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Priest may face more charges

Prosecutors are investigating other claims of abuse. Meanwhile, a judge agrees to reduce his bail to $300,000.

By WAVENEY ANN MOORE, Times Staff Writer

© St. Petersburg Times, published June 22, 2002

Prosecutors are investigating other claims of abuse. Meanwhile, a judge agrees to reduce his bail to $300,000.

LARGO -- A Catholic priest charged with two counts of capital sexual battery could face more charges next week, prosecutors told a Pinellas-Pasco judge during a bail reduction hearing Friday.

In addition, prosecutors said they are investigating claims that the Rev. Robert L. Schaeufele, charged with sexually assaulting two 11-year-old boys in the mid 1980s, abused other children as late as 1998.

Robert Riddle, 28, one of the accusers upon whom the charges are based, said he was not surprised to learn that the priest might have abused other children.

"We knew he wouldn't stop," Riddle said.

The Diocese of St. Petersburg, where Schaeufele worked for almost 30 years, said it is unaware of any new victims.

"If there are more victims abused by Father Schaeufele during the 1990s, they haven't come forward to us," said Mary Jo Murphy, spokeswoman for the diocese.

"If it is true that there are more victims, this is very tragic," she said. "We are concerned about all victims and our prayers are with them. We will continue to cooperate fully with any investigation by law enforcement."

Schaeufele's attorney sought Friday to lower the $500,000 bail set for the priest, extradited this month from Michigan to face the charges. Several of the priest's accusers and their relatives were in court when Circuit Judge Brandt Downey agreed to reduce his bail to $300,000.

"Three hundred thousand is still pretty unattainable, so we're pretty happy about that," said Riddle, one of several men who said Schaeufele abused them between 1983 and 1985 while he was at Sacred Heart Catholic Church in Pinellas Park.

Brian Gruber, 29, from the Sacred Heart group, reacted differently to the bail reduction.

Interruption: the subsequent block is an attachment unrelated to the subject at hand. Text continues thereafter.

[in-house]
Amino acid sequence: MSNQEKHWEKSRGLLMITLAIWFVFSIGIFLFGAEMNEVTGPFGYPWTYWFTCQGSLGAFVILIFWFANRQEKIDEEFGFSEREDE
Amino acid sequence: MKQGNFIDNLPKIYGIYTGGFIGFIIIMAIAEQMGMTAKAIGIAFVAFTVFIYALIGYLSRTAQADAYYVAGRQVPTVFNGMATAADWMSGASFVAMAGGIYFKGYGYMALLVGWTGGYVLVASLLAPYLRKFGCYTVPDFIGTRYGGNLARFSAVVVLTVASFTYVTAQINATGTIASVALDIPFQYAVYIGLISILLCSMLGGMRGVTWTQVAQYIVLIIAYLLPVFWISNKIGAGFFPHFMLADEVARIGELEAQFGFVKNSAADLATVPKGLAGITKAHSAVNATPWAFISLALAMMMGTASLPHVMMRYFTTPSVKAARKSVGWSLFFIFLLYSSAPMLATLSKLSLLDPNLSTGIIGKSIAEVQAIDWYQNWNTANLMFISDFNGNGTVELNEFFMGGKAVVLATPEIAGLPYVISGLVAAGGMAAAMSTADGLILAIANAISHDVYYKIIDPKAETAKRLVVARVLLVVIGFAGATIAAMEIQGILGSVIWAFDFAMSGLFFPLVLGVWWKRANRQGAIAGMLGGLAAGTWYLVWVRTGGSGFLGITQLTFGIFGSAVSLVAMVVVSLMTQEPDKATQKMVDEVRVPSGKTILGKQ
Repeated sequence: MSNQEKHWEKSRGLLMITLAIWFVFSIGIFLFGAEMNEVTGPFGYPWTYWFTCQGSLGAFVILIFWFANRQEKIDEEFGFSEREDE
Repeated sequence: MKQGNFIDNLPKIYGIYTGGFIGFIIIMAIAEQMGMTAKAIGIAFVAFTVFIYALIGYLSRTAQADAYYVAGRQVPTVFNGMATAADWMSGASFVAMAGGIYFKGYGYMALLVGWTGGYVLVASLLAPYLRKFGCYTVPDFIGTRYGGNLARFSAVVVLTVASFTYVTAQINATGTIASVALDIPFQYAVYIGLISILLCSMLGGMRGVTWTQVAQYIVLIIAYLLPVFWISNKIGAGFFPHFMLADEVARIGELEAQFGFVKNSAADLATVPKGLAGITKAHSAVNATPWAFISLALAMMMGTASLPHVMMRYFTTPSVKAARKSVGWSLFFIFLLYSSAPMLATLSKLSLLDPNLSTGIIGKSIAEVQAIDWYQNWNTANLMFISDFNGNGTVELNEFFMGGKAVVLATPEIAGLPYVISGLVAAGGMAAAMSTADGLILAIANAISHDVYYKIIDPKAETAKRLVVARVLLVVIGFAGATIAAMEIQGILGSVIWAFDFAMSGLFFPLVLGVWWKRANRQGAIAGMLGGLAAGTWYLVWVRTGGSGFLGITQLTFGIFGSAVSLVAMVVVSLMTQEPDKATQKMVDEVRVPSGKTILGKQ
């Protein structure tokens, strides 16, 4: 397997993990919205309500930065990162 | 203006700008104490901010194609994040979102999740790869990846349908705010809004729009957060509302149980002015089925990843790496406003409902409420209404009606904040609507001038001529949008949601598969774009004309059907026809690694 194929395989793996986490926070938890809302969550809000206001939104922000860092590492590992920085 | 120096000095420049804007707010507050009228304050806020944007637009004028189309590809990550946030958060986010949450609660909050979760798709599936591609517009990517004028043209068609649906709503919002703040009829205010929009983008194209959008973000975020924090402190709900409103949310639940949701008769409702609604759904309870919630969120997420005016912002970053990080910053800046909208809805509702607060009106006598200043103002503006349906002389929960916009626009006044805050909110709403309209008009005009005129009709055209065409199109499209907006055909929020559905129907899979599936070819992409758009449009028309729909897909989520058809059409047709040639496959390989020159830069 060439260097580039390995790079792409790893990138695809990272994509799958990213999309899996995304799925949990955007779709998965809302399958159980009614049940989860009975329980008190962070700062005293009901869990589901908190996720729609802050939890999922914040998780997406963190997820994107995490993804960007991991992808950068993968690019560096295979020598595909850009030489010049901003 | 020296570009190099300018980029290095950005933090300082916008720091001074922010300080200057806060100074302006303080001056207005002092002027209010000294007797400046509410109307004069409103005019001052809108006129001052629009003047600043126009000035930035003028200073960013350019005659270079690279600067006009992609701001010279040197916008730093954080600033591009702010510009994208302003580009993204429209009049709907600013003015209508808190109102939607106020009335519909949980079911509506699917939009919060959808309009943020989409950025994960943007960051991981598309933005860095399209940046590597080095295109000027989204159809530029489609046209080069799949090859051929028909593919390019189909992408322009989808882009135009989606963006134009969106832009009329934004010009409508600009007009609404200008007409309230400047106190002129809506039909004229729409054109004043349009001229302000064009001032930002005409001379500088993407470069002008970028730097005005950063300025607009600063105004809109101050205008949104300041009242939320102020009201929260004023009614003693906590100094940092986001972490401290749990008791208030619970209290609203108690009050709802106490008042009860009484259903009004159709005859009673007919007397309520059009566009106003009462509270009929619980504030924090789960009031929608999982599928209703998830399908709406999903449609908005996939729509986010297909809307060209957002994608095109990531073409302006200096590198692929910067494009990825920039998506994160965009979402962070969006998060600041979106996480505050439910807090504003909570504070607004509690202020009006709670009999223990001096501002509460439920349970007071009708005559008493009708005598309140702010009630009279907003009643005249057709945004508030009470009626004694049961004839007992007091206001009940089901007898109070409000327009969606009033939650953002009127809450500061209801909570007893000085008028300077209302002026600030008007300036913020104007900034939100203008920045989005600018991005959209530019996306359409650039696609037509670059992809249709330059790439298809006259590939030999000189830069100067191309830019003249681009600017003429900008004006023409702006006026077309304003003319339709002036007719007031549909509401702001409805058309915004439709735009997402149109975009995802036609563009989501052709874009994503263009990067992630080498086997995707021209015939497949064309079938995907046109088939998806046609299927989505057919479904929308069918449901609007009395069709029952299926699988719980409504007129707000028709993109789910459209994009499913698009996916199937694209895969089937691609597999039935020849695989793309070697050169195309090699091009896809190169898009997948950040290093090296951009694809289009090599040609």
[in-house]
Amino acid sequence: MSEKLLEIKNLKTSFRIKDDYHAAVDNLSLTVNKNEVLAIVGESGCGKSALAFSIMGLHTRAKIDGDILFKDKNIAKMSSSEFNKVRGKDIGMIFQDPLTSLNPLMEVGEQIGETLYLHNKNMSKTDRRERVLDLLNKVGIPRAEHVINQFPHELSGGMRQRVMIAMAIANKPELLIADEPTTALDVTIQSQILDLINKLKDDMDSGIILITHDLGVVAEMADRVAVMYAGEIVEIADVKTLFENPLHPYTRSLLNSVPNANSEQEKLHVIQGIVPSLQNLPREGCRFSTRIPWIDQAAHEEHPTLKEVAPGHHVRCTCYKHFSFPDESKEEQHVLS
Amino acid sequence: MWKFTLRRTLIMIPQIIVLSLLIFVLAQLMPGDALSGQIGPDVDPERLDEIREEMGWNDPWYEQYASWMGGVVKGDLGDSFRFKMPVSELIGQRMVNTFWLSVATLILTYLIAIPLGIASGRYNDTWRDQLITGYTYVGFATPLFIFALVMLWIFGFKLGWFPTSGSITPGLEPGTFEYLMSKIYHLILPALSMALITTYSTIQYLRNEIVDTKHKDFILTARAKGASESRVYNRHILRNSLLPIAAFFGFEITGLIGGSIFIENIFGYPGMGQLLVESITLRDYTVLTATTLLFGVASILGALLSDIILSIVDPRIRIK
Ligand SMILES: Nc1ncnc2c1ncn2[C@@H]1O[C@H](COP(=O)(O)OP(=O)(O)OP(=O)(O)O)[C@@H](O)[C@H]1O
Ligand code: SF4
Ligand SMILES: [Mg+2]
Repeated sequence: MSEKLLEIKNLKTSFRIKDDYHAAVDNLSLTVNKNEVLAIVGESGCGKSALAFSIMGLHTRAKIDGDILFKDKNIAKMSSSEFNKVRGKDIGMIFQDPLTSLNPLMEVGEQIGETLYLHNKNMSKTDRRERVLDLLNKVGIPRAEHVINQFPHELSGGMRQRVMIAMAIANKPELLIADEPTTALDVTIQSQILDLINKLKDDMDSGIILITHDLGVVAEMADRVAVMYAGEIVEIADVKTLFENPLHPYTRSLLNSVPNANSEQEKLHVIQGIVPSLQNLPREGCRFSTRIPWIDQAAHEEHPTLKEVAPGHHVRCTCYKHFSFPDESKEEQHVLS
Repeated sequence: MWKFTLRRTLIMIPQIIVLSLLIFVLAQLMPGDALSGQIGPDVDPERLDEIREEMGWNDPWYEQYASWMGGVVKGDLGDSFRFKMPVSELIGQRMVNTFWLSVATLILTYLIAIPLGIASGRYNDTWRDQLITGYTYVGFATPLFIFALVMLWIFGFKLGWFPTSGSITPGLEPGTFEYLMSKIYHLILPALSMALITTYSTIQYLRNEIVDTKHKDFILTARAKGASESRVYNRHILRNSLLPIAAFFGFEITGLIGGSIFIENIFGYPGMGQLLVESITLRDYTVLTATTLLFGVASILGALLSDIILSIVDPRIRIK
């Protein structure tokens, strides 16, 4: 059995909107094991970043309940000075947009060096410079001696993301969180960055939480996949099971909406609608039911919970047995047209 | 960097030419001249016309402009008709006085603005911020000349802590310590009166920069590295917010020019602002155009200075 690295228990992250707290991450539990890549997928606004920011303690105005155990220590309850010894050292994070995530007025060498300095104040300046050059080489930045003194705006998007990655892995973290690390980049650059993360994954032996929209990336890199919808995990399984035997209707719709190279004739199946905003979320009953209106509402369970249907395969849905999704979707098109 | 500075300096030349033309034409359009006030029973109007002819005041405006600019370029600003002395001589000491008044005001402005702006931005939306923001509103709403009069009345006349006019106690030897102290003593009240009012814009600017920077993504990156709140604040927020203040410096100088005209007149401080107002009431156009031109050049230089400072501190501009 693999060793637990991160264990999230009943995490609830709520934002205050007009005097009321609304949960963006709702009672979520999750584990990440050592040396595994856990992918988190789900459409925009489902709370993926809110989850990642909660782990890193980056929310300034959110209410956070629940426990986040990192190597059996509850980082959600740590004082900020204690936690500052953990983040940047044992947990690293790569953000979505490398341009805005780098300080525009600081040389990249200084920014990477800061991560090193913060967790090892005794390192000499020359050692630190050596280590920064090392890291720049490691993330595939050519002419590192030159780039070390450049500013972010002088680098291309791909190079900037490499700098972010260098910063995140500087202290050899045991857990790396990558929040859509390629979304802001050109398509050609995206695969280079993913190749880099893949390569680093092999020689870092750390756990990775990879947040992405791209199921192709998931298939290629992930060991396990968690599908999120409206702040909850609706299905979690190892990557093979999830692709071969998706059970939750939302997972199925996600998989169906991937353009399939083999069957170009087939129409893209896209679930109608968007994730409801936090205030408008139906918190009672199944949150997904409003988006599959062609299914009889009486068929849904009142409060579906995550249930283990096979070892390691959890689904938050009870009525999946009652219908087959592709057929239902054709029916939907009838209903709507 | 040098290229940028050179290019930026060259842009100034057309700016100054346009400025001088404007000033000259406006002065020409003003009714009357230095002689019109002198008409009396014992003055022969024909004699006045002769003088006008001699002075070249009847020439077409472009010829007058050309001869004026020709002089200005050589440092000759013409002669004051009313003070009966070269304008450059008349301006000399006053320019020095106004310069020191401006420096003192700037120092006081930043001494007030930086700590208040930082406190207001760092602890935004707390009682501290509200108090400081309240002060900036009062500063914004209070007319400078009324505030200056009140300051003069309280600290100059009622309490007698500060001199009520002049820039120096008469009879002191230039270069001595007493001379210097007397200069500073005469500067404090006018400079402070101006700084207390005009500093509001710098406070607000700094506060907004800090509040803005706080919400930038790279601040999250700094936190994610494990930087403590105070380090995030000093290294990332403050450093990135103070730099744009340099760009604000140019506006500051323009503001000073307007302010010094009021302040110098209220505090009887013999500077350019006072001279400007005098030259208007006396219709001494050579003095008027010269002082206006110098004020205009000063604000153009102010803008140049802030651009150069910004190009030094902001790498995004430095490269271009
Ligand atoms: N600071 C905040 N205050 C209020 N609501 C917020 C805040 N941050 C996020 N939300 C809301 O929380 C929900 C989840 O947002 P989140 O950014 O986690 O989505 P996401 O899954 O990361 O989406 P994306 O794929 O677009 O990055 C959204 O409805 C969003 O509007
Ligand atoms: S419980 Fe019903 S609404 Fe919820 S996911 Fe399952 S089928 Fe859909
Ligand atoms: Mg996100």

"I'm not happy about it," he said.

Schaeufele, 54, served in nine parishes in the diocese. He resigned in mid April as pastor of St. Michael the Archangel Catholic Church in Hudson after he was accused of sexual misconduct with a minor during the 1970s.

He is the first priest in the Tampa Bay area to be charged with sexual abuse since the national scandal erupted this year.

He was arrested on May 31 in a Detroit suburb, where he had been living with a niece. The priest faces life in prison without parole if convicted on the capital sexual battery charges.

The new charges expected next week involve a youth who was a sometime guest of Sacred Heart's youth group, said Joseph H. Saunders, attorney for 10 of Schaeufele's accusers. Schaeufele served at Sacred Heart from 1982 to 1985.

Friday, as she sought reduced bail for her client, attorney Debora Moss told the judge that the priest has few financial resources. His family provided most of her initial retainer, she said.

She also submitted a document from the company that manages the diocese's pension plan indicating that Schaeufele would be entitled to receive about $2,600 until age 65 and pension payments after then. Bail should be reduced, she argued, because the priest has ties to the community and no prior record.

"I've had several calls voicing much support for Mr. Schaeufele," Moss said, adding that some have even offered a place for him to stay.

Further, Moss told the court, "These are old charges."

She added that the accusers came forward only after media reports about former diocesan spokesman Bill Urbanski, who received a $100,000 payment after accusing Bishop Robert N. Lynch of sexual harassment.

"It appears that money is an issue here," Moss said.

Gruber, whose wife accompanied him to the meeting, denied Moss' accusations and called them "ludicrous."

Arguing that bail should remain at $500,000, prosecutor Tim Hessinger told the court that Schaeufele had made "admissions" of wrongdoing to the diocese's response team.

"A lot of other victims are still coming forward on this," he said.

"Even into the '90s," Hessinger said, the priest had been taking children into his bedroom in the rectory.

Schaeufele, who is being held in the Pinellas County Jail, did not appear at the hearing.

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